A few weeks ago, a parent reached out to me to let me know that she was struggling to find piano and music resources that represented her Black son. She wondered if I might have any resources where he could see himself represented.
It’s beneficial for children to see racial mirrors. They need role models, inspiration and validation. It’s also important that children who are white or from homogenous populations see others who don’t look like them represented. Not only does it reduce stereotypes and biases but it also give a more accurate window into the real world.
The music education world — myself included — has a long way to go when it comes to racial representation. I am committed to doing better (and always open to feedback). Within my paid courses — both in the content and the images — I work to include diverse representation.
I also have lots of free materials that are available to music students everywhere. Here is a current round-up of free resources from my own music education materials that represent non-white musicians. Continue reading “Representation in Music”
Have you ever sat down with your child or a piano student for a lesson or practice and he’s had “ants in his pants”?
Sometimes students may have a diagnosed disorder such as ADHD or ASD, and other times — kids just have busy brains and busy bodies and need some guidance focusing.
Here are three ways to help a busy kiddo get focused for piano practice. Continue reading “Help Your Piano Student Focus”
Covid 19 has been a major bummer. There’s no way around it. Our family loves attending outdoor concerts and performances during the summer months. As we head into the July, we are missing it very much.
I have, however, loved seeing how musicians are coming together to share performances using digital platforms. Lockdown concerts from the talented Kanneh-Mason family have been a wonderful treat. A friend of mine who used to work for the Philadelphia Philharmonic Orchestra put together an evening of music on Zoom, with musicians and vocalists from all over the country participating in sharing music. Yo-Yo Ma’s collaborations that he shares on his Facebook page always bring my family joy.
In the past, I’ve written about how piano practice shouldn’t be structured by requiring a specific length of practice time. A student who is required to practice for 30 minutes a day, for example, won’t necessarily make steady progress in his piano abilities.
So how, then, should a piano practice be structured? How can you ensure that piano practice will mark forward progress? Continue reading “What Should Piano Practice Include?”
When we think about African American music, we tend to think about spirituals, jazz and gospel genres. To be sure, these are genres that have been created and shaped by Black composers and musicians. However, something we often overlook is Black classical music and Black classical composers.
Though I have been trained in classical music my entire life and studied music in college, I never heard names such as William Grant Still or Florence Price until recently. Many Black composers have been largely absent from the study of classical music. Let’s take a moment to learn about three of these brilliant composers and their contributions to classical music.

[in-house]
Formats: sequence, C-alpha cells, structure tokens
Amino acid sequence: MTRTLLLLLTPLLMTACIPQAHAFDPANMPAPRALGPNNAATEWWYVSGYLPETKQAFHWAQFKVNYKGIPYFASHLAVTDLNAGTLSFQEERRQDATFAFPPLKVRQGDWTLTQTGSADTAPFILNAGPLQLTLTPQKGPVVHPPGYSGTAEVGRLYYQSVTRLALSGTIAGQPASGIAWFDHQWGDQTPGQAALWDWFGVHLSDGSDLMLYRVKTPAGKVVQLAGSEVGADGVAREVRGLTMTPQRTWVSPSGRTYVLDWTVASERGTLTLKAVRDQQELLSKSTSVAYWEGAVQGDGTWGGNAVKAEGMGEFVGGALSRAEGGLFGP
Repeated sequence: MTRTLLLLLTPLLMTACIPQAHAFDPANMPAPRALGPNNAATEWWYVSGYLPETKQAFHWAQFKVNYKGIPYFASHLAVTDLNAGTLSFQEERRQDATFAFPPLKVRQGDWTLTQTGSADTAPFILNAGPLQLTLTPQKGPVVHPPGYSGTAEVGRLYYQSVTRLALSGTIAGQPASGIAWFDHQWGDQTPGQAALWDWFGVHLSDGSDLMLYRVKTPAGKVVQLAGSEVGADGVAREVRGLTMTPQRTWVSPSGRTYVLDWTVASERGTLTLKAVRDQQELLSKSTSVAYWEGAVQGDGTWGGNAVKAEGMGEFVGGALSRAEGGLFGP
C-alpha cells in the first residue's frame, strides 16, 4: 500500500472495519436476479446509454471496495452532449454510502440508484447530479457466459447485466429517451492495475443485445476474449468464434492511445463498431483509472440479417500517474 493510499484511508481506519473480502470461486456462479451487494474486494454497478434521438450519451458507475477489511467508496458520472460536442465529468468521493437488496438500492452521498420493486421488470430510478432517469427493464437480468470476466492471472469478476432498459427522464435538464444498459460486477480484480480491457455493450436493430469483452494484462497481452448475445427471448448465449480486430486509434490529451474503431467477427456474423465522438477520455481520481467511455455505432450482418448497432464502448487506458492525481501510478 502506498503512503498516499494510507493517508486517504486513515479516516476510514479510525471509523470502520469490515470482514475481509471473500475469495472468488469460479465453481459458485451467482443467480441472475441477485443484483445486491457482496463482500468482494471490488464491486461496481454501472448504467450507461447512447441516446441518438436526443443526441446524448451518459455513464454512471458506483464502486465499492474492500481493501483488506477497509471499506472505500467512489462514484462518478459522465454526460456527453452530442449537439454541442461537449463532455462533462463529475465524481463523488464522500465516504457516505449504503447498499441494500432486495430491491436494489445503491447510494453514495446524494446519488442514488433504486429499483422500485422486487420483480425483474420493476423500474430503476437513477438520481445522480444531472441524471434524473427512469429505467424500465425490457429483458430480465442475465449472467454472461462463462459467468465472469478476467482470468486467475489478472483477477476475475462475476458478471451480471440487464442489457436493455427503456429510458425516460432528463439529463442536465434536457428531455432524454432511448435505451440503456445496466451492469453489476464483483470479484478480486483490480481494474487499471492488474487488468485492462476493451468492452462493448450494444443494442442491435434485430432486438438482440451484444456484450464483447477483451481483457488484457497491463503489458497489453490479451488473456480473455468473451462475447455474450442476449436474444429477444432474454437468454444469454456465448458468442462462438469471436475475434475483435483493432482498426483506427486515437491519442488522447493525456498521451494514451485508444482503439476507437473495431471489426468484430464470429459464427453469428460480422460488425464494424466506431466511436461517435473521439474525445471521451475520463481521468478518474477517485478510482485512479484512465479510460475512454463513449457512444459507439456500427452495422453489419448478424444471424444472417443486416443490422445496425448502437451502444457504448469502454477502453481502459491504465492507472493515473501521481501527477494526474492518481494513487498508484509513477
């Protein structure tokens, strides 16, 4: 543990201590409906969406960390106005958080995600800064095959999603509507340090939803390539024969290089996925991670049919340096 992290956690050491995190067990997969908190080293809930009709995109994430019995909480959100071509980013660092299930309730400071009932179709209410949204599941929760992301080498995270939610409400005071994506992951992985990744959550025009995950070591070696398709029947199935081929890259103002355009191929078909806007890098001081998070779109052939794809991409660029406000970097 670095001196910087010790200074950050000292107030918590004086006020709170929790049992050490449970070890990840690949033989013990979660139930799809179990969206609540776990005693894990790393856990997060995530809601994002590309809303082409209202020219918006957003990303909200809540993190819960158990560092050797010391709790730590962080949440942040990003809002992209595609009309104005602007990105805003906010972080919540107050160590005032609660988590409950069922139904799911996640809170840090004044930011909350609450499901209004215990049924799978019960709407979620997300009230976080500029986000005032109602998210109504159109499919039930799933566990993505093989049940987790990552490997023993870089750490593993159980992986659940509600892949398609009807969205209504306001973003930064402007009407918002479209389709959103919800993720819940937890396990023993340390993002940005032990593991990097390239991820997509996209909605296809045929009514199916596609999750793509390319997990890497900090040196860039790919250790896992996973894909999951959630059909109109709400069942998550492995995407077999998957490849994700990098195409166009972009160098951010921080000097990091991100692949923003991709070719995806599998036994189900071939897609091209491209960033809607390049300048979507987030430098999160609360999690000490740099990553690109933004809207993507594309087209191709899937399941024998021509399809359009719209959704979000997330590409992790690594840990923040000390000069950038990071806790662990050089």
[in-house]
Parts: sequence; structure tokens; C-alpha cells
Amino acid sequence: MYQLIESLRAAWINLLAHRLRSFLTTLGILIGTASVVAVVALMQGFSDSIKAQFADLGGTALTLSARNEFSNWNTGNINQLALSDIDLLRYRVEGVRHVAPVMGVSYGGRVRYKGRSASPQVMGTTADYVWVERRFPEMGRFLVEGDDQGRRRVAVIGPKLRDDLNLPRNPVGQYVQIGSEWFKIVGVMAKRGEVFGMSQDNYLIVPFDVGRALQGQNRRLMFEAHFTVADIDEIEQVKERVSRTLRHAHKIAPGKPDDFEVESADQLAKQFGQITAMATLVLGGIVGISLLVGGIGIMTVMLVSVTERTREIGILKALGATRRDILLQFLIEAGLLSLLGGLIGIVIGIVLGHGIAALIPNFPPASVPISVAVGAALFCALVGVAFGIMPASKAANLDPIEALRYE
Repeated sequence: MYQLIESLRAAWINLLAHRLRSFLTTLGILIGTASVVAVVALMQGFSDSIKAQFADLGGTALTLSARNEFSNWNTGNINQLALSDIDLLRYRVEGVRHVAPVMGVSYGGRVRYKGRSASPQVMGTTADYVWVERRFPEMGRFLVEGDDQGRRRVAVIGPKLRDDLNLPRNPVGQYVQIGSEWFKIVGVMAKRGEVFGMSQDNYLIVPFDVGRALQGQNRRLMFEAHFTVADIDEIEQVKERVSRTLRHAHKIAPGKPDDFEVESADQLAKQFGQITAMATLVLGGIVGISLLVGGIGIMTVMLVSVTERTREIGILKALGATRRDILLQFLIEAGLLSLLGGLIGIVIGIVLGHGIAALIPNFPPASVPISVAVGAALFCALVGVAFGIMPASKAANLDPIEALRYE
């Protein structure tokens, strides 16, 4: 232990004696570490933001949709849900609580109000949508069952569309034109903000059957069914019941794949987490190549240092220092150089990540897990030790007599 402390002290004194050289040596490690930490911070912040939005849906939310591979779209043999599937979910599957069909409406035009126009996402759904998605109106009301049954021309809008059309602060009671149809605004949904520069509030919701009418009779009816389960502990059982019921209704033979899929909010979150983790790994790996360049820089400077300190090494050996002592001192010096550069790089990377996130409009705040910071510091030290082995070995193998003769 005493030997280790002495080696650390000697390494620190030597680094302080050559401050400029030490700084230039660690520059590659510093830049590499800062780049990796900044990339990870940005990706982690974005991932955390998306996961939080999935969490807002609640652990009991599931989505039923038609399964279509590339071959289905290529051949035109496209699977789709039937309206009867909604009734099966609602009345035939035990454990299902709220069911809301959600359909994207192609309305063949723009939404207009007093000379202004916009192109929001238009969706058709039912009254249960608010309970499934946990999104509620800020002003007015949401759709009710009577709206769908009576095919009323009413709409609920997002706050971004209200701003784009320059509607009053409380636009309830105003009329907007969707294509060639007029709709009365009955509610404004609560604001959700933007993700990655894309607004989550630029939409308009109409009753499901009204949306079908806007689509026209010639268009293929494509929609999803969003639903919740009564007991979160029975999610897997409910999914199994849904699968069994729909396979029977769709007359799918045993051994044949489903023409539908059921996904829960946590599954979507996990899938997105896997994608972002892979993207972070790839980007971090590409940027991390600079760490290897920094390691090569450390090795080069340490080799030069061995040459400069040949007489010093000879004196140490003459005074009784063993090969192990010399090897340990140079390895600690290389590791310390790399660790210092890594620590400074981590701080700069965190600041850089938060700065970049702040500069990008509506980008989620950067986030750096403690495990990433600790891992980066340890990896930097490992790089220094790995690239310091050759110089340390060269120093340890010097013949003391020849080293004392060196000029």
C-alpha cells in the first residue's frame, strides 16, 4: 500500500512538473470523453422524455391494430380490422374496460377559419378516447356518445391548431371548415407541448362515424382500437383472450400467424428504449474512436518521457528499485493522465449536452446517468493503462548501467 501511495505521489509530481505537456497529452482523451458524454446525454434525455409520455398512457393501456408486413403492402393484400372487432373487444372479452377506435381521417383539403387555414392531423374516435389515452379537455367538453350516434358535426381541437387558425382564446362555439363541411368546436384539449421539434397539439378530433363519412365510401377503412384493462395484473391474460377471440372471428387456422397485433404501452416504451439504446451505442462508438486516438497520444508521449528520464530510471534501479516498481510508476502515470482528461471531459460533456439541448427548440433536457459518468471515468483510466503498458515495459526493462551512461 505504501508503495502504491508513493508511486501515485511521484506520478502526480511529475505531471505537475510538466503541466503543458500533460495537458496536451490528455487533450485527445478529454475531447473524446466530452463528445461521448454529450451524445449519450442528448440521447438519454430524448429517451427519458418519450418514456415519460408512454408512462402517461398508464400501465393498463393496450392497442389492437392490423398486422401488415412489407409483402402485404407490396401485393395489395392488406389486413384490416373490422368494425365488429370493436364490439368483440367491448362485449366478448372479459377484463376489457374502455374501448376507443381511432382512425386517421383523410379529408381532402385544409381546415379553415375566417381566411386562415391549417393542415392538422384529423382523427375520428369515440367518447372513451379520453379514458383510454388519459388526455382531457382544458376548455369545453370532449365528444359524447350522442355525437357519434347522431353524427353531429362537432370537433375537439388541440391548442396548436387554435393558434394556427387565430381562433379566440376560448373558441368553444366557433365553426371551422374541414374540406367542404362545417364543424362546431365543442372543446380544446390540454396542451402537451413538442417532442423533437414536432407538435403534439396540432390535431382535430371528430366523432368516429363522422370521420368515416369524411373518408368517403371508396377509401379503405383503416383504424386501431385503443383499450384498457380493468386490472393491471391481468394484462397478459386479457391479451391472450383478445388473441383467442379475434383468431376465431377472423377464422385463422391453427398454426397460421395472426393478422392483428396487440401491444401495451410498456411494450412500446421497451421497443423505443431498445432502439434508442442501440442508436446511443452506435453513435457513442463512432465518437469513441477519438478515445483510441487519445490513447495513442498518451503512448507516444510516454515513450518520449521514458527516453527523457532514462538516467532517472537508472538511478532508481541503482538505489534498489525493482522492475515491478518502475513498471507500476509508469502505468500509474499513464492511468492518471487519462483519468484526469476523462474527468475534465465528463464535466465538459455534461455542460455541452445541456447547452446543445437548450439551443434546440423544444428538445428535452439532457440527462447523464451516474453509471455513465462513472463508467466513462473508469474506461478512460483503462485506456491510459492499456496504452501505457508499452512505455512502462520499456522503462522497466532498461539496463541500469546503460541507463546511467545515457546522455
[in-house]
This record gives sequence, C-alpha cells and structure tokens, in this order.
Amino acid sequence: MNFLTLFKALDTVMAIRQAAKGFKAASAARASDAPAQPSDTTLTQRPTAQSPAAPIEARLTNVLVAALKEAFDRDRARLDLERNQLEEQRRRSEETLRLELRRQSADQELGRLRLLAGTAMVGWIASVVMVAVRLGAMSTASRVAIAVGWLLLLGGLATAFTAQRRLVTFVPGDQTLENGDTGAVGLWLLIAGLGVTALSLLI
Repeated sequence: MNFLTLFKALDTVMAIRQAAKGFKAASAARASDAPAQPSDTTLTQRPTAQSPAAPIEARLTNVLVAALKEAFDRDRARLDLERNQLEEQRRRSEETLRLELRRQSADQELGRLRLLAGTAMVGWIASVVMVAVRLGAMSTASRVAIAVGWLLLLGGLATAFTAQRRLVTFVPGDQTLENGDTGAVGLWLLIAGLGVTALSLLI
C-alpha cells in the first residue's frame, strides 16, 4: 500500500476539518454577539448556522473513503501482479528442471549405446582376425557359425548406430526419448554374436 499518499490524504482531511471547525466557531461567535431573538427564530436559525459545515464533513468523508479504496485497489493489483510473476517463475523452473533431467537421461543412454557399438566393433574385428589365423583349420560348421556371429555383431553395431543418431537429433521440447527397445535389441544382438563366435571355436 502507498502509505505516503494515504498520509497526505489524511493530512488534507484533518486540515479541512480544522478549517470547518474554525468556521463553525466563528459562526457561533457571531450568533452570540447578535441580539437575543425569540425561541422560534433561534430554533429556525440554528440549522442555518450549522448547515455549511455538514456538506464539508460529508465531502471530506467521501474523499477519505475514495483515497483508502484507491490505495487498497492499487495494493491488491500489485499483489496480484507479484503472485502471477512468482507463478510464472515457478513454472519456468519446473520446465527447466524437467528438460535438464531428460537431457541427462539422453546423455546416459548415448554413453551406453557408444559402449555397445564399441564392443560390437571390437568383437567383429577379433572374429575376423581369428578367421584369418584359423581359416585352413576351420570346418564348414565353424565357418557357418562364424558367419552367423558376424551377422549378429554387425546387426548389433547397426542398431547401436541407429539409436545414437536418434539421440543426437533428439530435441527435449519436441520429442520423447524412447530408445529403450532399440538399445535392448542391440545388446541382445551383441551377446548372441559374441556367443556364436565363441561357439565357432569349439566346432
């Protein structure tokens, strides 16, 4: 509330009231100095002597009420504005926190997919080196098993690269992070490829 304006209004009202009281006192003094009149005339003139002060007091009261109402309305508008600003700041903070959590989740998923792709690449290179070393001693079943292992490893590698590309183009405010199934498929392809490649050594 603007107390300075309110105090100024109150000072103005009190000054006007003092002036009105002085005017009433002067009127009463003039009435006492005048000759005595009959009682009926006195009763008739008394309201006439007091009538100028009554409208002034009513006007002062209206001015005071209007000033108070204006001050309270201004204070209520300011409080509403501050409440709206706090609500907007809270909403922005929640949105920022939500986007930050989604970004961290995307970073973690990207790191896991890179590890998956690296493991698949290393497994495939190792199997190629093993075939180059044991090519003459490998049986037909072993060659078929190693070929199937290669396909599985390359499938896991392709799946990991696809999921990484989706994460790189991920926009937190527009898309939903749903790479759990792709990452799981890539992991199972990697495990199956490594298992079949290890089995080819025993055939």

This blog is typically a place where I share musical resources and piano practice tips. I thought I would do something a little bit different in this post, and share with you a peek into our homeschool world.
This coming fall, I will be homeschooling my oldest daughter again for her 6th grade year. We take what is called an eclectic approach to homeschooling. This means we don’t follow one set philosophy such as Classical or Charlotte Mason. It also means we don’t use one boxed curriculum that overs every subject. Instead, I have picked out parts from different homeschooling resources that I believe best fit my daughter’s personality and interests. Continue reading “A Peek At Our Homeschool”
This lesson is part 4 of 4 that I’ve released on the Baroque period of music. These lessons are a part of my online course, Busy Kids Do Music History. Today’s lesson will review everything we’ve learned so far in the series!
To view Lesson 1, click here.
To view Lesson 2, click here.
To view Lesson 3, click here.
The creation of Baroque music was driven by the patron — the church and the wealthy.
Music was a display of wealth, talent and all things fancy. New musical forms rose in popularity, and composers of the time produced hundreds of compositions for their patrons.
Let’s review what we learned about the Baroque era of music and composers! Continue reading “The Baroque Period: Lesson 4”
Whether you’ve been an e-mail subscriber or perhaps a student of one of my online courses, chances are that you’ve interacted with me (Carly) — the creator of Busy Moms and Busy Kids Do Piano and seen my face in all those lesson videos – hah!
But I am not the only person running the show. While there have been others along the way who have helped me with certain projects — creating my site or assisting during a webinar — there are two constants who have been by my side for years now. They make our community so special and I am constantly grateful for them. Continue reading “Meet Our Team: The Folks Behind Busy People Do Piano”
This lesson is part 3 of 4 that I’ve released on the Baroque period of music. These lessons are a part of my online course, Busy Kids Do Music History.
In the last lesson, we learned about how Baroque style influenced the way instruments were used and music sounded during the Baroque years.
In this lesson, we’ll take a look at 3 of the most famous Baroque composers. We’ll learn about who their patrons were, what kind of music they wrote, and even some fun or quirky things you may not have known about them.